Pub­lic libraries have long offered the pub­lic more than books. And now, recent demo­graph­ic and sci­en­tif­ic trends are con­verg­ing to fun­da­men­tal­ly trans­form the role of libraries in our cul­ture. You may enjoy read­ing this recent arti­cle I wrote for the May-June 2009 Issue of Aging Today, the bimonth­ly pub­li­ca­tion of the Amer­i­can Soci­ety on Aging: Pub­lic Libraries: Com­mu­ni­ty-Based Health Clubs for the Brain.

The Big Pic­ture

Can You Out­smart Your Genes? An Inter­view with Author Richard Nis­bett: David DiS­al­vo inter­views Richard Nis­bett, the author of Intel­li­gence and How to Get It: Why Schools and Cul­tures Count, who has emerged as a per­sua­sive voice mar­shalling evi­dence to dis­prove the hered­i­ty-is-des­tiny argu­ment.

Yes, You Can Build Willpow­er: Daniel Gole­man dis­cuss­es how the brain makes about 10,000 new cells every day, how they migrate to where they are need­ed, and how each cell can make around 10,000 con­nec­tions to oth­er brain cells. Impli­ca­tion? Med­i­tate, mind­ful­ly, and build pos­i­tive habits.

Bird’s Eye View of Cog­ni­tive Health Inno­va­tion: Alvaro Fer­nan­dez opened the Cog­ni­tive Health Track dur­ing the Games for Health Con­fer­ence (June 11–12th, Boston) with an overview of the seri­ous games, soft­ware and online appli­ca­tions that can help assess and train cog­ni­tive abil­i­ties. The pre­sen­ta­tion is avail­able Here.

Brain Tests and Myths

The Best Mem­o­ry Tests, from the Alzheimer’s Action Plan: Dr. Murali Doraiswamy dis­cuss­es the Pros and Cons of the most com­mon assess­ments to iden­ti­fy cog­ni­tive prob­lems, includ­ing what the Mini-Men­tal State Exam (MMSE) does and doesn´t, and inno­v­a­tive com­put­er­ized neu­ropsy­cho­log­i­cal tests.

Debunk­ing 10 Brain Health Myths: Does your brain have a “Brain Age”? Is a Mag­ic Pill to “pre­vent mem­o­ry prob­lems” right around the cor­ner? Does “aging” equal “decline”? Check out the facts to debunk 10 com­mon myths on brain health.

Resources

Free Webi­nar: On July 21st, 10am Pacif­ic Time/ 1pm East­ern Time, Dr. Elkhonon Gold­berg and Alvaro Fer­nan­dez, co-authors of The Sharp­Brains Guide to Brain Fit­ness, will cov­er the main high­lights from this new book and address the ques­tions sub­mit­ted by read­ers. You can learn more and reg­is­ter HERE.

Research Ref­er­ences:  This is a par­tial list of the sci­en­tif­ic stud­ies reviewed dur­ing the research phase of SharpBrains’s new book, orga­nized by rel­e­vant chap­ter, for those of you who like to explore top­ics in depth by read­ing orig­i­nal research (per­haps PubMed should pro­mote itself as a nev­er end­ing source of men­tal stim­u­la­tion?).

Brain Teasers

Brain Teasers on Brain Fit­ness: Are you ready to test your knowl­edge of sev­er­al key brain fit­ness met­rics? For exam­ple: How many sol­diers in the US Army have gone through com­put­er­ized cog­ni­tive test­ing before being deployed, and why?
Final­ly, a request: if you have already read The Sharp­Brains Guide to Brain Fit­ness, and could write a brief cus­tomer review at Amazon.com, we would sure­ly appre­ci­ate! The Amazon.com book page is Here.

Best regards, and enjoy the month

Brain Fitness Survey: We Need More Brain Awareness Weeks!

If you sub­scribe to our month­ly newslet­ter, you may remem­ber we ran a sur­vey in Jan­u­ary. Well, the response rate and the qual­i­ty of the respons­es were noth­ing short of spec­tac­u­lar, in many dimen­sions. The respons­es from over 2,000 par­tic­i­pants (out of 21,000 sub­scribers) rein­force the need for pub­lic aware­ness ini­tia­tives and qual­i­ty infor­ma­tion to help eval­u­ate and nav­i­gate prod­uct claims.

I have been pre­sent­ing the results from one of the ques­tions (see below), yes­ter­day at the ASA/ NCOA (Amer­i­can Soci­ety on Aging) event, today at IHRSA (Inter­na­tion­al Health, Rac­quet and Sports­club Asso­ci­a­tion), as part of more com­pre­hen­sive pre­sen­ta­tions of what is going on in the brain fit­ness and cog­ni­tive health field.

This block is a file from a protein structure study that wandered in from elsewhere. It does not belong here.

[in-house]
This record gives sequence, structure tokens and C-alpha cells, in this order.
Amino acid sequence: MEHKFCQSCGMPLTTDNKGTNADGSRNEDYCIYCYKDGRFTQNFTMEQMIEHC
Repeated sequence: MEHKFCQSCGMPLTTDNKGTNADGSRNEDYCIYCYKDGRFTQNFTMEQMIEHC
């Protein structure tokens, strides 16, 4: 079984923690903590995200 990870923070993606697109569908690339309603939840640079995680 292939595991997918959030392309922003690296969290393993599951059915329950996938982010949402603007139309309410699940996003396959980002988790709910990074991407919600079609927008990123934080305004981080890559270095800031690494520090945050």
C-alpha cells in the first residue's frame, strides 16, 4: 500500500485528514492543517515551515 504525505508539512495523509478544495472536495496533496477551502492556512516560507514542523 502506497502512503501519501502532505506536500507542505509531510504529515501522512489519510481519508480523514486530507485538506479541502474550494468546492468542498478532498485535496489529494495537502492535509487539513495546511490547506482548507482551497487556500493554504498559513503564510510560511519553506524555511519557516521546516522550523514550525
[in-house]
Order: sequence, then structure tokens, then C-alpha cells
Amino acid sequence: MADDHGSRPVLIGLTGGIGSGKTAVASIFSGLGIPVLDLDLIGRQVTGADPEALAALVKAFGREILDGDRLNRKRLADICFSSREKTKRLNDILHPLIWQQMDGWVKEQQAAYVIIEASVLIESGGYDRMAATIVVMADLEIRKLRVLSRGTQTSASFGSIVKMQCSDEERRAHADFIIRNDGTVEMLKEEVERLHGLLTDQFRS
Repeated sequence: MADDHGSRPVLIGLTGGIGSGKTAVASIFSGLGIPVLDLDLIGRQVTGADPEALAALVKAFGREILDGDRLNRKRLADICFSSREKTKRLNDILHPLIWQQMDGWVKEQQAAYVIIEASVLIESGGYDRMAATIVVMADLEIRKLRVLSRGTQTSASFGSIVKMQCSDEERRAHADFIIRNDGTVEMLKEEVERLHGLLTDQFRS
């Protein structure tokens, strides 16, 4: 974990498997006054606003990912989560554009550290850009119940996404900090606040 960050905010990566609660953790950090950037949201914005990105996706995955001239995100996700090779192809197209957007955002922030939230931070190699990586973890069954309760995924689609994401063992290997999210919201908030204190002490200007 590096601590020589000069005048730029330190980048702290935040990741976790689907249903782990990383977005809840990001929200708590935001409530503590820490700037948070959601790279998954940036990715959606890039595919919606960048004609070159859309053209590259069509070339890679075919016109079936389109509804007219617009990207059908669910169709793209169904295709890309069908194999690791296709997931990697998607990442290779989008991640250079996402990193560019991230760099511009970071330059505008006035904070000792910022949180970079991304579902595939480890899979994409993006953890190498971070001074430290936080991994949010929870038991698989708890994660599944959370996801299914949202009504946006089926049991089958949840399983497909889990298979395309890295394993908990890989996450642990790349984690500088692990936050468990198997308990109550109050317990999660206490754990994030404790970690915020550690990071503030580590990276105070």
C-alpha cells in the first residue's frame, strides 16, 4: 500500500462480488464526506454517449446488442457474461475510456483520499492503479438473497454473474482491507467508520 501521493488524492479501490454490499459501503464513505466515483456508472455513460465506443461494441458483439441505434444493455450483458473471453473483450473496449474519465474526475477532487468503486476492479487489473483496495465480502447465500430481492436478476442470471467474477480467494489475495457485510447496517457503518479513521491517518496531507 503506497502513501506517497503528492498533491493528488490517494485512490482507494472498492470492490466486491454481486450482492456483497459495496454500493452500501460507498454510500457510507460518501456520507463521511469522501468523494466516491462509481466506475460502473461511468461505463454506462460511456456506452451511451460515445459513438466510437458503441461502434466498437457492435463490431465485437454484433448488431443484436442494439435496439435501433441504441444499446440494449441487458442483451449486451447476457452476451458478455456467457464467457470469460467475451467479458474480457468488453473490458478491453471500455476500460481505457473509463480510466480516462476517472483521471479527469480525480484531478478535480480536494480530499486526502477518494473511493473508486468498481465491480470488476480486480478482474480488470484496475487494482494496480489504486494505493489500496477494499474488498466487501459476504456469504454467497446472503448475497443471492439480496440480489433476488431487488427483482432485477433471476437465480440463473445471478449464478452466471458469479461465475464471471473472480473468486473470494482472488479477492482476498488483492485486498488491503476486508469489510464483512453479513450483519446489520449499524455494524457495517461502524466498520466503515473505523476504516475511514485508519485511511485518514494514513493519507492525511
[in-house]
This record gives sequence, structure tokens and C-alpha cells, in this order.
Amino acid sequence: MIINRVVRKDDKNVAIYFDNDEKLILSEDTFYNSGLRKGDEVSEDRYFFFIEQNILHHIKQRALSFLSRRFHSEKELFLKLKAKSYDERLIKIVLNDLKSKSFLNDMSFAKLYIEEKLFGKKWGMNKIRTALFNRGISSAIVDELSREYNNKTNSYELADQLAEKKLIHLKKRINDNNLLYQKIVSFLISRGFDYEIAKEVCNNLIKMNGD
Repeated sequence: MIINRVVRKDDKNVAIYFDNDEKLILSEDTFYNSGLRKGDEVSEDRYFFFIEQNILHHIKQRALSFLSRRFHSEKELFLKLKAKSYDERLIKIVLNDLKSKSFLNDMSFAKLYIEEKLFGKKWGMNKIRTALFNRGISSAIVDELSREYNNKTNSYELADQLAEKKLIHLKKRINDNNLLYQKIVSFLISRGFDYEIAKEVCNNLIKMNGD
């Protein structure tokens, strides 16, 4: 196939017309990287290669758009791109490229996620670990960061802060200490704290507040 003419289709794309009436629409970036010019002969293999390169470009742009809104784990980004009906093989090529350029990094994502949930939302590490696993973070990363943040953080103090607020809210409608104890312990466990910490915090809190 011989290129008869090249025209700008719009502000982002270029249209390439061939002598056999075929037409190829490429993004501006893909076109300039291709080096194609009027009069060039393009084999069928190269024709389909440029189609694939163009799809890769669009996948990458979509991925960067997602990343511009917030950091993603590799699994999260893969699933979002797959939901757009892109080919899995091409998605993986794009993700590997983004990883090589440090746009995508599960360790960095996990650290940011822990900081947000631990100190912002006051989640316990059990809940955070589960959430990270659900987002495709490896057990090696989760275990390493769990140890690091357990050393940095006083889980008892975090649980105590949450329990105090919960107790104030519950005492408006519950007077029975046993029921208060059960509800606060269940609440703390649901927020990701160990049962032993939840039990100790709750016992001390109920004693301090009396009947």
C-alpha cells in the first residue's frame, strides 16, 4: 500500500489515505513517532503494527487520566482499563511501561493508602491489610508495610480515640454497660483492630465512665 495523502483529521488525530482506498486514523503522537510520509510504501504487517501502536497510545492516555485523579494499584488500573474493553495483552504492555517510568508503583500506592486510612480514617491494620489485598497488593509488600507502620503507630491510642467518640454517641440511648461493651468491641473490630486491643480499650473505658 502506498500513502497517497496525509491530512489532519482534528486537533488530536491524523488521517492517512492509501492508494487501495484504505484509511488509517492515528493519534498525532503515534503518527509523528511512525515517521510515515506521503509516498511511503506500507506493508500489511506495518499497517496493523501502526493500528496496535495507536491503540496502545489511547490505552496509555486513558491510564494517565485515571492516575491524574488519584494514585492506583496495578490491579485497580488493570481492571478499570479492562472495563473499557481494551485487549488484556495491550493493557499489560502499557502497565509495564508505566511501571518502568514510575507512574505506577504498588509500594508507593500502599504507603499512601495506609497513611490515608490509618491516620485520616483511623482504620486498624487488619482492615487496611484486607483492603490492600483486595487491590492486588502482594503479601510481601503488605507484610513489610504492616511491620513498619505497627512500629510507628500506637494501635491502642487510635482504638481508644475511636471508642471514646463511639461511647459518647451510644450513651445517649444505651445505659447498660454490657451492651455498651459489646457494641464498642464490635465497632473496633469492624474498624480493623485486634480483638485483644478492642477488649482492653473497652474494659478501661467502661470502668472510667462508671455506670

An obvi­ous impli­ca­tion for the sur­vey result rein­forces the need for brain-relat­ed pub­lic aware­ness cam­paigns such as the ongo­ing Brain Aware­ness Week. Every year, land­mark research find­ings open new oppor­tu­ni­ties to help main­tain life­long cog­ni­tive health and brain fit­ness. The oppor­tu­ni­ty is immense — but we will need to ensure the mar­ket­place matures in a ratio­nal and sus­tain­able man­ner, help­ing con­sumers and pro­fes­sion­als sep­a­rate hope from hype and make informed deci­sions.

Robin Klaus, Chair­man of Club One Fit­ness Cen­ters (the com­pa­ny is a client, he is an advi­sor), just gave us a nice quote say­ing that “as our pop­u­la­tion ages the fields of phys­i­cal fit­ness and brain fit­ness will nat­u­ral­ly merge and, as this hap­pens, a whole new field of val­ued added ser­vices will emerge for our mem­bers. High qual­i­ty infor­ma­tion­al resources such as Sharp­Brains’ are cru­cial to the suc­cess of this merg­er.”

The Sur­vey: Results to Key Ques­tion

Asked, “What is the most impor­tant prob­lem you see in the brain fit­ness field and how do you think it can be solved?” respon­dents iden­ti­fied the fol­low­ing six prob­lems in rank order:

#1: Pub­lic Aware­ness (39%)
— “Get­ting peo­ple to under­stand that hered­i­ty alone does not decide brain func­tion­ing.”
— “An expec­tant pub­lic will first want to believe that a “mir­a­cle” drug is to be soon avail­able (to pre­vent Alzheimer’s Dis­ease).”

#2: Nav­i­gat­ing Claims (21%)
- “How to sep­a­rate mar­ket­ing hype from stuff that real­ly works?”
— “The lack of stan­dards and clear def­i­n­i­tions is very con­fus­ing, and makes a lot of peo­ple scep­ti­cal.”

#3: Research (15%)
— “Deter­min­ing what activ­i­ties are most ben­e­fi­cial to Read the rest of this entry »

Cognitive News November-December 2008

Here you have sev­er­al recent arti­cles and devel­op­ments wor­thy of atten­tion:Brain Health News

1) Boom times for brain train­ing games (CNN)
2) Nav­i­gat­ing the brain fit­ness land­scape: do’s and don’ts (McKnight’s Long Term Care News)
3) USA Hock­ey and Intel­li­gym (press release)
4) Brain Fit­ness at New York Pub­lic Library (NYPL blog)
5) McDon­nell Foun­da­tion grant har­ness­es cog­ni­tive sci­ence to improve stu­dent learn­ing (press release)
6) Health insur­ance firms offer­ing online cog­ni­tive ther­a­py for insom­nia (Los Ange­les Times)
7) Head­Min­der Cog­ni­tive Sta­bil­i­ty Index: Com­put­er­ized Neu­rocog­ni­tive … (Press release)
8) THE AGE OF MASS INTELLIGENCE (Intel­li­gent Life)
9) Work­ing Lat­er in Life May Facil­i­tate Neur­al Health (Cere­brum)
10) The Cool Fac­tor: Nev­er Let Them See You Sweat (New York Times)

Links, select­ed quotes and com­men­tary: Read the rest of this entry »

Watch All Recordings Now (40+ Speakers, 12+ Hours)

About SharpBrains

As seen in The New York Times, The Wall Street Journal, BBC News, CNN, Reuters and more, SharpBrains is an independent market research firm tracking health and performance applications of brain science.

Follow us and Engage via…

twitter_logo_header
RSS Feed

Search for anything brain-related in our article archives

Enter Your Email to receive Sharp­Brains free, monthly eNewslet­ter:

Join more than 50,000 Sub­scribers and stay informed and engaged.